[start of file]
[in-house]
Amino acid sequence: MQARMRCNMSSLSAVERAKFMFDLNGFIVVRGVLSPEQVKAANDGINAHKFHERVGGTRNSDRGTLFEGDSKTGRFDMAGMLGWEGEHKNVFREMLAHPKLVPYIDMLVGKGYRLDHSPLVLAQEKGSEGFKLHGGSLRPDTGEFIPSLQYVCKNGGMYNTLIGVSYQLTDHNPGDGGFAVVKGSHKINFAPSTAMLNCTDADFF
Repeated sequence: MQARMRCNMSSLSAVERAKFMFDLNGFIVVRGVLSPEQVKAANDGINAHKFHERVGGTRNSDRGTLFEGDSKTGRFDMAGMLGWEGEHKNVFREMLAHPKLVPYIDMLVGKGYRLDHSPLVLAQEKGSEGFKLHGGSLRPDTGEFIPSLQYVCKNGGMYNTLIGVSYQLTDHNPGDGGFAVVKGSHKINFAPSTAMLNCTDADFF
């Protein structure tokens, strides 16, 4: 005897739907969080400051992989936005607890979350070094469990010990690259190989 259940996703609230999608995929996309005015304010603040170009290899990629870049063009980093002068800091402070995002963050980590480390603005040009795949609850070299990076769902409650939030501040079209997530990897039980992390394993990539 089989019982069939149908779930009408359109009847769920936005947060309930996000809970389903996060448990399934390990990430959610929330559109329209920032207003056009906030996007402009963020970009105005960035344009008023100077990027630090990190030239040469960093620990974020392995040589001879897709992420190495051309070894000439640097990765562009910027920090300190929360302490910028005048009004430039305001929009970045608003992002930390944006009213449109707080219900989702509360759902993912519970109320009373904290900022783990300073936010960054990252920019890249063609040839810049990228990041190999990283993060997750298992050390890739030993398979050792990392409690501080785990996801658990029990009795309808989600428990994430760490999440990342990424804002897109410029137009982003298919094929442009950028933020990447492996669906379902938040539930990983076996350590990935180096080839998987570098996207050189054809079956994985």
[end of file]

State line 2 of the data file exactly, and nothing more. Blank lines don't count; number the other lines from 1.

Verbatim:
Amino acid sequence: MQARMRCNMSSLSAVERAKFMFDLNGFIVVRGVLSPEQVKAANDGINAHKFHERVGGTRNSDRGTLFEGDSKTGRFDMAGMLGWEGEHKNVFREMLAHPKLVPYIDMLVGKGYRLDHSPLVLAQEKGSEGFKLHGGSLRPDTGEFIPSLQYVCKNGGMYNTLIGVSYQLTDHNPGDGGFAVVKGSHKINFAPSTAMLNCTDADFF